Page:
I cannot tell you how many times I see the word “complaint” in their keyword list. The guessing involved reminds me of the child’s game of Go Fish.
The goal of the pro-machine approach of Professors Cormack and Grossman, and others, is to minimize human judgments, no matter how skilled, and thereby reduce as much as possible the influence of human error and outright fraud.
“After 2011, vendors started slapping TAR labels on everything,” Grossman recalls. “Some of it resembled what we tested and some of it didn’t. Either way, our article was often invoked.”
Many of the software companies that made the multi-million dollar investments necessary to go to the next step and build document review platforms with active machine learning algorithms have since been bought out by big-tech and repurposed out of the e-discovery market.
Overwhelmingly, the primary measurement of the efficacy of the winnowing process in eDiscovery is Recall.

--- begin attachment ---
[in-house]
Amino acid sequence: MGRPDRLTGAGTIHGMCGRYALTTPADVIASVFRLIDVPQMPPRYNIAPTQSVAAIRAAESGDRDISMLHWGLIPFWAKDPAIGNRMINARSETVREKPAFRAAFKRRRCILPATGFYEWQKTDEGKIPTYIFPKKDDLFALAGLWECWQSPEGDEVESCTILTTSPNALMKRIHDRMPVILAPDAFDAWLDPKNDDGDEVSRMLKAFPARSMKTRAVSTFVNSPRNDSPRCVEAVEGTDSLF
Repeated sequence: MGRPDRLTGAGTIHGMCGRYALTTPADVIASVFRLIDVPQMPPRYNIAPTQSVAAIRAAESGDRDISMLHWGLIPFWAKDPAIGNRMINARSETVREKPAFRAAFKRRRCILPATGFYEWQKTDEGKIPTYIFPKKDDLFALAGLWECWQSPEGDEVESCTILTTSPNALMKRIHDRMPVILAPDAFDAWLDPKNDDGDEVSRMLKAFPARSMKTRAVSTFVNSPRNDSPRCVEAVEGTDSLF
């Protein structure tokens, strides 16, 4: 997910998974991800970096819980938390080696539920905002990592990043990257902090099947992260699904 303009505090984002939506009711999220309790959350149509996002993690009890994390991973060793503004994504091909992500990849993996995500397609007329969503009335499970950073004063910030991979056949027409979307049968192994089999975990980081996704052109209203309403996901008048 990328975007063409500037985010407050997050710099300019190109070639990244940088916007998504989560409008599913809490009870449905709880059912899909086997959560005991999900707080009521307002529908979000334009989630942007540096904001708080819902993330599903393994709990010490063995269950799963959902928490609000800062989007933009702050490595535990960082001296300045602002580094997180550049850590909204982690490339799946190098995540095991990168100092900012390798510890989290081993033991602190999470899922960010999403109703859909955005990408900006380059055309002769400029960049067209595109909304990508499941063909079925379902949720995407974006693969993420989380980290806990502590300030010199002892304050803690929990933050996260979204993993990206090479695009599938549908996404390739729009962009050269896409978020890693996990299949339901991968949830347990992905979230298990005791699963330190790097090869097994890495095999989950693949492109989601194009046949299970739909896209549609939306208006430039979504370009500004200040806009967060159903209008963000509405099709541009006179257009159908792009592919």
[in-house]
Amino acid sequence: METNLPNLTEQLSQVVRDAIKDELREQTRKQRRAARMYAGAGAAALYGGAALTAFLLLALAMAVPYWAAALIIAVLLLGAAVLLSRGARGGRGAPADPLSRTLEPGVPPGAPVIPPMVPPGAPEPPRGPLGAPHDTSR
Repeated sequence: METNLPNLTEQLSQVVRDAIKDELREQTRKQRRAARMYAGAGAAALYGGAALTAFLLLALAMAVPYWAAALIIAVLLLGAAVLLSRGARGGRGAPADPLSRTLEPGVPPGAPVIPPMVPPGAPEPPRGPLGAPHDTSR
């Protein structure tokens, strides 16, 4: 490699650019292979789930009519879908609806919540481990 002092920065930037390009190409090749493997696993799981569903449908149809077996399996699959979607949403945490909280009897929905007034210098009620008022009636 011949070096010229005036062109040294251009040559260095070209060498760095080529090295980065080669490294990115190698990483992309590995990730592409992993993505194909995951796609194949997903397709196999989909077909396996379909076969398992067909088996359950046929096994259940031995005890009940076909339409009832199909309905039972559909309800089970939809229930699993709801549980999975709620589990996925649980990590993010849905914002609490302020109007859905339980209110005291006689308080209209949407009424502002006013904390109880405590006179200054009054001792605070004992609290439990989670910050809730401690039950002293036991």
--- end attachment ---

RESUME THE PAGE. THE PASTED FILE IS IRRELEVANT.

Contrary to what some vendors will tell you (typically the ones without bona fide predictive coding features), predictive coding 3.0, and now 4.0, methods are not rocket science.
Effective predictive coding requires good technology, good methods for applying that technology, and good judgment to guide the technology.
Logikcull raises $10M to let lawyers analyze documents at the speed of a thousand interns.
The following letter is from Bill Speros, Attorney Consulting in Evidence Management with Speros & Associates. He is responding to commentary from Information Retrieval expert Gordon Cormack, published following the ACEDS’ webinar How Automation is Revolutionizing E-Discovery.
The following letter is from Dr. Bill Dimm, the founder and CEO of Hot Neuron LLC. He has developed the algorithms for conceptual clustering, near-dupe detection, and predictive coding used in his company’s Clustify software.